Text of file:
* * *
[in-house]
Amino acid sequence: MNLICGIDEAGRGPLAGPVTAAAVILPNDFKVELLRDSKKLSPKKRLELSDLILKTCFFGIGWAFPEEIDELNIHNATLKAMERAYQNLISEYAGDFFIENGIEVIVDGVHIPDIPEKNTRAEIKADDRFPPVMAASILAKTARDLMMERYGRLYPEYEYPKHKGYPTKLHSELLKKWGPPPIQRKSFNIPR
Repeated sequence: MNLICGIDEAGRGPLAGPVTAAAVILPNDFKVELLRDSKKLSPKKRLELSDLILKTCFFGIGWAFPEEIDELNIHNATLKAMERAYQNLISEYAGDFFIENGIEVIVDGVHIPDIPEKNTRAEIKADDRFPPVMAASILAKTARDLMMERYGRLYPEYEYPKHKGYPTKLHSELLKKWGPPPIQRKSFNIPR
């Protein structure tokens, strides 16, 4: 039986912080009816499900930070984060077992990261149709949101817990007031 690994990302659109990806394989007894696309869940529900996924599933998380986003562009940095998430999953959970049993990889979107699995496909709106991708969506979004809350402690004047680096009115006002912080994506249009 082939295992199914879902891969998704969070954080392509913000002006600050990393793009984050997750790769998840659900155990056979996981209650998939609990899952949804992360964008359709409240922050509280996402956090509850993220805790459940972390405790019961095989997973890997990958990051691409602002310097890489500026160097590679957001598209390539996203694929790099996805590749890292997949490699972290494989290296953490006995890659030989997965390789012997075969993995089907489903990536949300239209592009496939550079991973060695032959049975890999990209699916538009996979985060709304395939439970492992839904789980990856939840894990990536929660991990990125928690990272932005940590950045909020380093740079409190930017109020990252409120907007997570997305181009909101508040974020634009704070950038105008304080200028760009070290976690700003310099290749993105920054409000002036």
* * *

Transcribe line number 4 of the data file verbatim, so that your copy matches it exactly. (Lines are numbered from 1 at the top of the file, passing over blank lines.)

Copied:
């Protein structure tokens, strides 16, 4: 039986912080009816499900930070984060077992990261149709949101817990007031 690994990302659109990806394989007894696309869940529900996924599933998380986003562009940095998430999953959970049993990889979107699995496909709106991708969506979004809350402690004047680096009115006002912080994506249009 082939295992199914879902891969998704969070954080392509913000002006600050990393793009984050997750790769998840659900155990056979996981209650998939609990899952949804992360964008359709409240922050509280996402956090509850993220805790459940972390405790019961095989997973890997990958990051691409602002310097890489500026160097590679957001598209390539996203694929790099996805590749890292997949490699972290494989290296953490006995890659030989997965390789012997075969993995089907489903990536949300239209592009496939550079991973060695032959049975890999990209699916538009996979985060709304395939439970492992839904789980990856939840894990990536929660991990990125928690990272932005940590950045909020380093740079409190930017109020990252409120907007997570997305181009909101508040974020634009704070950038105008304080200028760009070290976690700003310099290749993105920054409000002036």